• lead qualification framework
  • sales lead qualification

Your key to success: Sales lead qualification

  • March 24, 2022
  • By Amen Mpofu

Some of the top priorities for your B2B company is demand generation, and sales lead qualification. The challenge is finding and qualifying good leads that inside or outside sales or distributors can convert into buyers.

Learn how to increase your chances of closing more deals by filtering and qualifying leads for yourself and your team. Maximize your sales pipeline with proven sales lead qualification, lead nurturing and lead management processes that work for many businesses. Scroll on for more details.

What is sales lead qualification?

Sales lead qualification is the process of evaluating and determining the potential of a person or company to buy your product or service.

Prospecting is the first step in your sales process. It’s about finding customers interested in your product or service and getting them to understand what you offer.

The first step in prospecting is qualifying leads. It means you need to find out if there’s a good chance that they’ll buy from you or not. 

Qualifying prospects is crucial because it helps you understand your target audience and identify companies that need your product. Also, it enables you to reduce your time on opportunities that you’re unlikely to convert into customers.

How does a sales lead qualification process benefit you?


How to generate B2B sales leads?

Typically, you can use two lead generation methods: inbound and outbound marketing. Inbound methodology activities include social media, content marketing, eCommerce, websites, and videos. Also, you can develop leads through outbound activities, such as telemarketing, direct contact, trade shows, email marketing, advertising, etc. 

Types of sales leads

types pf sales leads

A sales lead qualification process generates the following leads:

Unqualified leads (UQL): These are leads your marketing team is working on to qualify and hand over to SDRs.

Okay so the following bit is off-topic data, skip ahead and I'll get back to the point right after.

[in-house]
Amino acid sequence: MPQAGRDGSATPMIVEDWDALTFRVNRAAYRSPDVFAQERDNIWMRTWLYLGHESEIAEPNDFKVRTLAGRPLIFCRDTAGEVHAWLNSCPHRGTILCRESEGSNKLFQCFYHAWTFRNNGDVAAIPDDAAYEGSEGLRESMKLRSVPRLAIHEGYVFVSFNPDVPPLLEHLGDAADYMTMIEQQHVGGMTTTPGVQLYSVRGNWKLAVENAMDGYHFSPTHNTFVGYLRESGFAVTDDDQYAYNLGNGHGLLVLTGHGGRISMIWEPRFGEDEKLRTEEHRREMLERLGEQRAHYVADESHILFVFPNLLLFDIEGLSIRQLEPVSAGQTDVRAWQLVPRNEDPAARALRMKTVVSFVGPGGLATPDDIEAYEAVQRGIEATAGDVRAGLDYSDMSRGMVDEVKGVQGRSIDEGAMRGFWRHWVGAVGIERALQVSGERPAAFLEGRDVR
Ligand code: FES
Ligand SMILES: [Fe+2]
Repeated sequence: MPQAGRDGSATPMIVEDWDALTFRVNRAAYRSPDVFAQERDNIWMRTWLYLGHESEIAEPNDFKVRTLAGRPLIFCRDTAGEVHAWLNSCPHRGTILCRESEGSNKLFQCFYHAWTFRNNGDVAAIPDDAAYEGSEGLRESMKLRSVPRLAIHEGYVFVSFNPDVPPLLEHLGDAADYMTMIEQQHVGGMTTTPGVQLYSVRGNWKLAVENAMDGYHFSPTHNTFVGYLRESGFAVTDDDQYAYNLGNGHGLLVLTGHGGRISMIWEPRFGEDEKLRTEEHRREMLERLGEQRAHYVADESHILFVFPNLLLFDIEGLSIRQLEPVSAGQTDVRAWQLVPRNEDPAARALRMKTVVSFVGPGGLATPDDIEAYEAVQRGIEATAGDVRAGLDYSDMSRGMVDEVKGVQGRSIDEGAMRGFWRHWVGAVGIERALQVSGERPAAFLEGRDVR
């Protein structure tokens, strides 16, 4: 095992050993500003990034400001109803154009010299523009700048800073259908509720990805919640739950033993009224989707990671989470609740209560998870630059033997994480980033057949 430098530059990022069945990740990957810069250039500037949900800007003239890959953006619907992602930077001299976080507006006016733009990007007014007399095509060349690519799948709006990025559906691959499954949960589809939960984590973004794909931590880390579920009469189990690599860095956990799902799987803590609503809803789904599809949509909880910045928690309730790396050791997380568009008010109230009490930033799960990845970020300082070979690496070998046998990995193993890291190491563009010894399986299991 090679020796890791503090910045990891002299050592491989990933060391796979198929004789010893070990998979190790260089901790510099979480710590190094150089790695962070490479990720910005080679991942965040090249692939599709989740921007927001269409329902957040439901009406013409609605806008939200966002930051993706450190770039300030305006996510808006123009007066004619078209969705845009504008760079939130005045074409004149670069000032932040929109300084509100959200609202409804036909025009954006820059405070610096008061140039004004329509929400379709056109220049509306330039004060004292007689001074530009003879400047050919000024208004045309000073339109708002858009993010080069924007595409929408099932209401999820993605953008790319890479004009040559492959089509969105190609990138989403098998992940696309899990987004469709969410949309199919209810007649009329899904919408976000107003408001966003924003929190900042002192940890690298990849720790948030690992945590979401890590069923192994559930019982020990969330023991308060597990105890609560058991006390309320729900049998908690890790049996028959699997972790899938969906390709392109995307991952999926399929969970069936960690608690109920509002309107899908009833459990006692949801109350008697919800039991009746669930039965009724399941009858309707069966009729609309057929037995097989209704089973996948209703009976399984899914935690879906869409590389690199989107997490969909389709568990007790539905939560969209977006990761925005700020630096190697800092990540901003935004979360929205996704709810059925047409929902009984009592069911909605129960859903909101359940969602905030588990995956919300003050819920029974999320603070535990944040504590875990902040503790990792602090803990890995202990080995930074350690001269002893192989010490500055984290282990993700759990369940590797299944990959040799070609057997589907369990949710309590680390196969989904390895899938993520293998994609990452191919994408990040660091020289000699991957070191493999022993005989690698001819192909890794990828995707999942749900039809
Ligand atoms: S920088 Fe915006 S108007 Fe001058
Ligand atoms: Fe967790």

Marketing Qualified Leads (MQLS): They’re qualified prospects you can interact with through email campaigns, social media channels, etc. MQLs have a high chance of being buyers.

Sales Qualified Leads (SQLs): These are MQLs who’ve shown interest in your product or service and are ripe for a chat with your sales reps. 

Product Qualified Leads (PQLs): These leads are highly likely to purchase your product because they’ve either started a free trial or a freemium subscription.

Conversion Qualified Leads (CQLs): A CQL is a lead who has converted by registering for a webinar, completing a form or downloading a resource, etc.

Characteristics of a qualified prospect

How can you know if you’ve got a qualified prospect? Here are the features of a qualified prospect.

characteristics of a qualified prospect

Qualifying questions

Qualifying questions are the questions that sales professionals ask to determine if a prospect is worth pursuing. Asking questions assesses the potential of an opportunity and is an integral part of the sales process.

Some qualifying questions are:

sales lead qualifying questions

It’s also necessary to disqualify prospects during the sales lead qualified process. 

When to disqualify a prospect?

  • Limited funds:  You can disqualify prospects when they’re not interested in the product or service or don’t have the financial resources to buy. Disqualify a prospect if their current budget can’t allow them to buy from you. But continue nurturing them by sending handy resources addressing their needs. 
  • The potential customer lacks authority: Discontinue pursuing a lead who isn’t a decision-maker or has no power in determining the buying process.
  •  The lead is preoccupied with other things: Put the lead in your archive if they show that they can’t have a meaningful conversation with you due to time constraints. They’re not presently ready to chat with you, but you can restart the dialogue later when they can spare some time.

Related: “Sales Prospecting: Definition, Techniques, Process & Tools.”

What you must do first before the sales lead qualification process

Use lead scoring to qualify leads

Lead scoring is a way to measure the potential of a lead and is an integral part of your lead management process. In this way,  your marketing and sales teams can identify prospects and prioritize them accordingly.

Also, lead scoring helps you identify which leads are worth following up with and which ones aren’t worth your time. 

You can perform lead scoring in many ways, but assigning points to different actions is the most common. When someone fills out a form on your website, they get two points. If they fill out an email form, they get an additional point. Check out the following example.

Lead scoring model

You can use the following lead scoring models.

1) Marketing-driven: These models are marketing data-driven, such as website visits, clicks, and conversions.

2) Sales-driven: Sales data such as calls, demos, or presentations influence this approach.